“Widespread and totally destructive” is how Kohn described NDAs, but beyond major cases it’s difficult to establish how many NDAs are actually out there or how routinely they’re used.

Reforming NDAs

Legislative change has been slow, perhaps because the size of the problem is hard to measure. But a number of cases have triggered a legislative response.

In the US about 20 states have now passed sunshine-in-litigation statues – as in, letting in sunshine, the best disinfectant – that prevent courts enforcing NDAs relevant to public health or safety. A further four states – Washington, Texas, Arkansas, and Louisiana – have laws limiting confidentiality settlements, but their impact is being weakened by a failure to enforce them fully in the courts.

A wider legislative push has so far failed. A Federal Sunshine in Litigation Act was proposed in 2009, 2011, 2014, and 2015, but never passed. In February 2017, it was again put before Congress.

When the Act was first proposed in 2009, the American Bar Association opposed it, arguing that existing US laws already provide protection for disclosures in cases of public health and safety. Steven Kohn agrees that US whistleblower laws are stronger than European protections, saying of NDAs that “in the US, they’ve essentially been banned” and that sanctions are imposed on firms that use them improperly.

Meanwhile, in the UK, protections for people who make public interest disclosures remain less clear. NDAs are regulated by statute in two ways. First, according to the 1996 Employment Rights Act, NDAs are only valid and enforceable if an employee has received independent legal advice before signing.

Second, according to the 1998 Public Interest Disclosure Act, an NDA can’t stop someone who’s signed, even though they’ve settled, from making a protected disclosure. A worker making such a disclosure is protected from dismissal and victimisation provided the disclosure when it meets certain conditions under the Act – for instance by exposing criminal offences, public safety issues, or the concealment of either.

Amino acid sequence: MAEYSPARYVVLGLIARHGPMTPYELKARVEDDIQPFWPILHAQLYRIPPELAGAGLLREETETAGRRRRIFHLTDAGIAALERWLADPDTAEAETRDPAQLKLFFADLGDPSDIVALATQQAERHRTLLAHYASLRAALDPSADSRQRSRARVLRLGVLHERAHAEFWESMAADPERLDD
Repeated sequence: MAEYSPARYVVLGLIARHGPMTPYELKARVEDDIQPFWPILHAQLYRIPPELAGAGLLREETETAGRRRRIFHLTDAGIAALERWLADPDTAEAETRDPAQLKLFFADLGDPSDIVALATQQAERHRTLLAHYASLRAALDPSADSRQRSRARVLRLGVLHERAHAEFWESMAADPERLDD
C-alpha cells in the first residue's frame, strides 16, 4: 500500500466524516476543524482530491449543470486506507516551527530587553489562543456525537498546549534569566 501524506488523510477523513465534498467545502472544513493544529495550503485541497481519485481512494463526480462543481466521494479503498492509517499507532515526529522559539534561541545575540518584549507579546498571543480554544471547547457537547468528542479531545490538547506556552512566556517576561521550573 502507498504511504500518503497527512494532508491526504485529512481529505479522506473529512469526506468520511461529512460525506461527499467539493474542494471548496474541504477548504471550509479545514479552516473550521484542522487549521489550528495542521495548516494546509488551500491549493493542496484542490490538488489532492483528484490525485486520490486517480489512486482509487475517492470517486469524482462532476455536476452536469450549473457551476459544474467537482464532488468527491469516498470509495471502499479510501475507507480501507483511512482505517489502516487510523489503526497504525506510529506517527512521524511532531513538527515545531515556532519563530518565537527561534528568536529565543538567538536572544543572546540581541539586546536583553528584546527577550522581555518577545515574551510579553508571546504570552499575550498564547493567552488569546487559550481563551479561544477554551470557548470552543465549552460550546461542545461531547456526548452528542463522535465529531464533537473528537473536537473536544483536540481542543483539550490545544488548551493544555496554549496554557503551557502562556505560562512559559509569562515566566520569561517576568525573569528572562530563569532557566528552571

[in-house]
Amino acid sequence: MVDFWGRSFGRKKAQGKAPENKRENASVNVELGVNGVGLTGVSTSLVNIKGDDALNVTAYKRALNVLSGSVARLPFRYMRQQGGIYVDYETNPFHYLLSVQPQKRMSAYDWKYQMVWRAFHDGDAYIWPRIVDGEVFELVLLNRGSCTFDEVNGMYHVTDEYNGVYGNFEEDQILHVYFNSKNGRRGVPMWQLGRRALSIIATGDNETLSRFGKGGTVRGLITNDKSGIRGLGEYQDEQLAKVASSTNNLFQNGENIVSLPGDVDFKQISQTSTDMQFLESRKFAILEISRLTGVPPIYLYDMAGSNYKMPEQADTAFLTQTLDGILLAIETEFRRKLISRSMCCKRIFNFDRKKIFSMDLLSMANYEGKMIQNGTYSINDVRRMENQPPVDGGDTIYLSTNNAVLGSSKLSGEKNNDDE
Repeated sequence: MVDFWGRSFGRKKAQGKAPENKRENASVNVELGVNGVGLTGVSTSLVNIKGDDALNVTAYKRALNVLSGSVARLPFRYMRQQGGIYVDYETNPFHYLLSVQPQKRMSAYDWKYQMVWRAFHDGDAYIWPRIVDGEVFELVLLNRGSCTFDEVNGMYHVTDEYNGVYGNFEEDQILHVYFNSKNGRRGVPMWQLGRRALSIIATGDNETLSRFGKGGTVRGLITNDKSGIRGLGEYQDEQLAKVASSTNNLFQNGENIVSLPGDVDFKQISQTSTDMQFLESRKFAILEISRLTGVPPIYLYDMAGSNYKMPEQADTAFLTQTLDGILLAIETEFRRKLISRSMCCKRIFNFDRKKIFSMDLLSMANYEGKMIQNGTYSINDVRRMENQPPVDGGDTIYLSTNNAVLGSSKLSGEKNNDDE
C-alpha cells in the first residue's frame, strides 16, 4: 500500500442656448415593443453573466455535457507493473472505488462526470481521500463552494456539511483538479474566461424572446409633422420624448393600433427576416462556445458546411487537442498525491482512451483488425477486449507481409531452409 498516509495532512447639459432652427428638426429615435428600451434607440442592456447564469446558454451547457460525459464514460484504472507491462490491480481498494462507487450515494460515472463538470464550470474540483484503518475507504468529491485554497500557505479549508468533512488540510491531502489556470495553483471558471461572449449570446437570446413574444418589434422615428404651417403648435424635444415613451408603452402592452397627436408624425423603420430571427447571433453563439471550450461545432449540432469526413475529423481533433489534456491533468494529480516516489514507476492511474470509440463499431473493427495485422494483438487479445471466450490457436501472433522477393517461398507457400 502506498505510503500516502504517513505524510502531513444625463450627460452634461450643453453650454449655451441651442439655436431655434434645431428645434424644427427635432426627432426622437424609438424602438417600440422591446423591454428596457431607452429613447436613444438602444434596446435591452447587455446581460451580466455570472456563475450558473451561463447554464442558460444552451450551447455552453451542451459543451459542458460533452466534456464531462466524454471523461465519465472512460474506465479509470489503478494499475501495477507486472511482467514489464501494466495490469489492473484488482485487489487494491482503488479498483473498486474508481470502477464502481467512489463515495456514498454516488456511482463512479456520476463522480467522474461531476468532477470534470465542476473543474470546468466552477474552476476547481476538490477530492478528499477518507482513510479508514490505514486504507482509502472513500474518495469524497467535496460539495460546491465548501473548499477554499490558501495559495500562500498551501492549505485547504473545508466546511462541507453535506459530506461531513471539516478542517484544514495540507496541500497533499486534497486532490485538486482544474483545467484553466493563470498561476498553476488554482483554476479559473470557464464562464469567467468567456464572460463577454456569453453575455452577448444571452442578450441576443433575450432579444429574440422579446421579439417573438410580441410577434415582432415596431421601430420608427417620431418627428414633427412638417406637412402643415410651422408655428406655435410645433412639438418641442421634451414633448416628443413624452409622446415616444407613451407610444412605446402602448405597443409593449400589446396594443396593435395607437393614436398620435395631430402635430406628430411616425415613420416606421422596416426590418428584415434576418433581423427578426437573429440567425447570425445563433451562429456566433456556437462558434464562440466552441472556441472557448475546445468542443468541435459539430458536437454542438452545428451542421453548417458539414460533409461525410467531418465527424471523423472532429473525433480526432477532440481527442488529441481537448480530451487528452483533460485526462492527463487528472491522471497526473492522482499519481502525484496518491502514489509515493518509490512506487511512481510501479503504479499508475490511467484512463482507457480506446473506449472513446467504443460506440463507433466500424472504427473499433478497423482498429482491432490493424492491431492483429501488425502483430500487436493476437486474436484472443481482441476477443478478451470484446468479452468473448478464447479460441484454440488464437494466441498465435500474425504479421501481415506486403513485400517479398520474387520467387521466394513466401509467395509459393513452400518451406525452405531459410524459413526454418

Perkins’ NDA – dated October 23, 1998 – was signed shortly after the Public Interest Disclosure Act received Royal assent but months before it came into force on July 2, 1999.

The Act allows employees to both reach a settlement with their employer and still make a protected disclosure. There is now no NDA that, even as part of such a settlement, can stop them from making disclosures in the public interest. So what’s the issue?

In large part, it’s about language and framing. NDAs will often contain robust, posturing provisions and threatening language. Georgina Halford-Hall, who runs the charity Whistleblowers UK, says that in the NDAs she’s seen the “language and provisions are what can only be described as obscene”.

They often suggest, Halford-Hall says, that disclosures should be passed on to the offending organisation first and then limited even as part of legal processes. Their reference to the Public Interest Disclosure Act is usually brief, and the Act is itself comparatively weak and seemingly contradictory to the NDAs’ confidentiality provisions.

Andrew Pepper-Parsons, head of policy at whistleblower charity Protect, says that government needs to “punch up the wording of the Public Disclosure Act”. People’s perception of the law, he says, is “very low” and they still feel “gagged” and “victimised”.

The victims